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u.s. nuclear industry faces uncertainty

There are many lessons that the US can incorporate from the current Japanese nuclear crisis. Nuclear power that recently has grown in acceptance here in America, may now have an uncertain future as the ramifications unfold in Japan for public safety.

Environmental groups are reassessing their willingness to see nuclear power as a linchpin of any future climate change legislation. Mr. Obama still sees nuclear power as a major element of future American energy policy, but he is injecting a new tone of caution into his endorsement.

“The president believes that meeting our energy needs means relying on a diverse set of energy sources that includes renewables like wind and solar, natural gas, clean coal and nuclear power,” said Clark Stevens, a White House spokesman. “Information is still coming in about the events unfolding in Japan, but the administration is committed to learning from them and ensuring that nuclear energy is produced safely and responsibly here in the U.S.”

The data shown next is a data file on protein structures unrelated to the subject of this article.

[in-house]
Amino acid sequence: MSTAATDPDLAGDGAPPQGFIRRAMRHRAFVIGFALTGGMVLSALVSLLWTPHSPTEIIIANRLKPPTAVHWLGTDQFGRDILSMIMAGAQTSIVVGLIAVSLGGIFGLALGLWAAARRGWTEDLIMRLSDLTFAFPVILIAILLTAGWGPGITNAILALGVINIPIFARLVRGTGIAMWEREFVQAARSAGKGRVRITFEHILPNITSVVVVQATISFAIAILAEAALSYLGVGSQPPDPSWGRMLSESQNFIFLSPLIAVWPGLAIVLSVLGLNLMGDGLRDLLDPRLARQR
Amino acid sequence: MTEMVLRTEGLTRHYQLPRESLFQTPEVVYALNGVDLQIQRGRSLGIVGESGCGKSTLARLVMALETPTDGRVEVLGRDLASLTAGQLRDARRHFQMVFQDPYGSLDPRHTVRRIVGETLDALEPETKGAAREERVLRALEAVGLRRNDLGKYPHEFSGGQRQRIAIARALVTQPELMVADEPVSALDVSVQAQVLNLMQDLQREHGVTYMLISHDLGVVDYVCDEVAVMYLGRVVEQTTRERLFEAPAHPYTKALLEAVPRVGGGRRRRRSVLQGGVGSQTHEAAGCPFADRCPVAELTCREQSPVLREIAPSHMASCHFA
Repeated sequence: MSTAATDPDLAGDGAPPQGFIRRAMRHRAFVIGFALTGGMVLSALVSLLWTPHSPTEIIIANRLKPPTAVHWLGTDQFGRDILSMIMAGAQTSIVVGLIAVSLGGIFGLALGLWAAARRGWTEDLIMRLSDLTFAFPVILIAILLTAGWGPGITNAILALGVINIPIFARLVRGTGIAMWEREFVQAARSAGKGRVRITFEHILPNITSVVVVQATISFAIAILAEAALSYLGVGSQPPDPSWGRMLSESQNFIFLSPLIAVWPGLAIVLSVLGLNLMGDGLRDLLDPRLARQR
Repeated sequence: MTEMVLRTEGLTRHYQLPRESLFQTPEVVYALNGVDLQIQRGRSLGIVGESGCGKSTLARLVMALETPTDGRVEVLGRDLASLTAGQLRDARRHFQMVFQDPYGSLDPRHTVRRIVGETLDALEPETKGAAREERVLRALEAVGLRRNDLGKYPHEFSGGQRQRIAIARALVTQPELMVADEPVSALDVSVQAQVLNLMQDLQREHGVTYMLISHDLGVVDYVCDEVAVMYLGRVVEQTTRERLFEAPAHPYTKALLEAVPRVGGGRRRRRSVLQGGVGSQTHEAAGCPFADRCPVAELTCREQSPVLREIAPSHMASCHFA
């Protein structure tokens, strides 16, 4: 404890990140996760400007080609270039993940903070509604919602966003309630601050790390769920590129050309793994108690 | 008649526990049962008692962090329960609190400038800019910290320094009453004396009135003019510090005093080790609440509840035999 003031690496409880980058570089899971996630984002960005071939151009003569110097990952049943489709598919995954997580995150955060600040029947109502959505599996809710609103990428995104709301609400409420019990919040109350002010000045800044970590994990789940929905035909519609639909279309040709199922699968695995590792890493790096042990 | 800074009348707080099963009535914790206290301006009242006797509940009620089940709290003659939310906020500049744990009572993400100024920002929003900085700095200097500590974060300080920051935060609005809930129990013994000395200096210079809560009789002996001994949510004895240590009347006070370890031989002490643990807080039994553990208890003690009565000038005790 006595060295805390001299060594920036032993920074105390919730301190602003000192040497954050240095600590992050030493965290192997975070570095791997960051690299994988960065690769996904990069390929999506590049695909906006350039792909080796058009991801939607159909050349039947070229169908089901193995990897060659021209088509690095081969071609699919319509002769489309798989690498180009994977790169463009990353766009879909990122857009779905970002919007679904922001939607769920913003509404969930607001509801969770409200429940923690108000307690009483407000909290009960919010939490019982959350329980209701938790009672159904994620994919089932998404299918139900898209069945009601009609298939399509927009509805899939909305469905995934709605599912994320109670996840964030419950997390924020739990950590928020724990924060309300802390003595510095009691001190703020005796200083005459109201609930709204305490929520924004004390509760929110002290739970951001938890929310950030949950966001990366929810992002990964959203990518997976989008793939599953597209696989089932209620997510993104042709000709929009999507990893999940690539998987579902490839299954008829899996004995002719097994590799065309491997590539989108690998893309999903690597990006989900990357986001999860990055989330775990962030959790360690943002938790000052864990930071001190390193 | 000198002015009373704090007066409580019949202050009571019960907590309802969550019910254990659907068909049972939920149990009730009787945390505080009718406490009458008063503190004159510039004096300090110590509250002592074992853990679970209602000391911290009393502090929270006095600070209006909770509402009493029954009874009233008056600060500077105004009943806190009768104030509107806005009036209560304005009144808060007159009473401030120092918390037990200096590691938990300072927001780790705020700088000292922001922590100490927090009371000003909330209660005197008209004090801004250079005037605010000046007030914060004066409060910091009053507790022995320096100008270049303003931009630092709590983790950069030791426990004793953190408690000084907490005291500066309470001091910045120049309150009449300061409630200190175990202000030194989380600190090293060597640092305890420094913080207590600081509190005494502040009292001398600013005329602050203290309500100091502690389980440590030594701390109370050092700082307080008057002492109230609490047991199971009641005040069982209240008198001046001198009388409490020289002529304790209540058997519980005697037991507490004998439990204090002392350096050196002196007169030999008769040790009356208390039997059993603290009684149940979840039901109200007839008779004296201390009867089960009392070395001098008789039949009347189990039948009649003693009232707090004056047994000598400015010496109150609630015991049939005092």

In Mr. Obama’s State of the Union address and in his budget, he proposed an expansion of nuclear energy technology and $36 billion in Department of Energy loan guarantees for the construction of as many as 20 new nuclear plants.

That policy will be on the table at a hearing of the Energy and Commerce Committee on Wednesday, when Steven Chu, the energy secretary, and Gregory B. Jaczko, chairman of the Nuclear Regulatory Commission, are scheduled to testify.

via NY Times

photo via Diablo Canyon Nuclear Power plant near San Luis Obispo California

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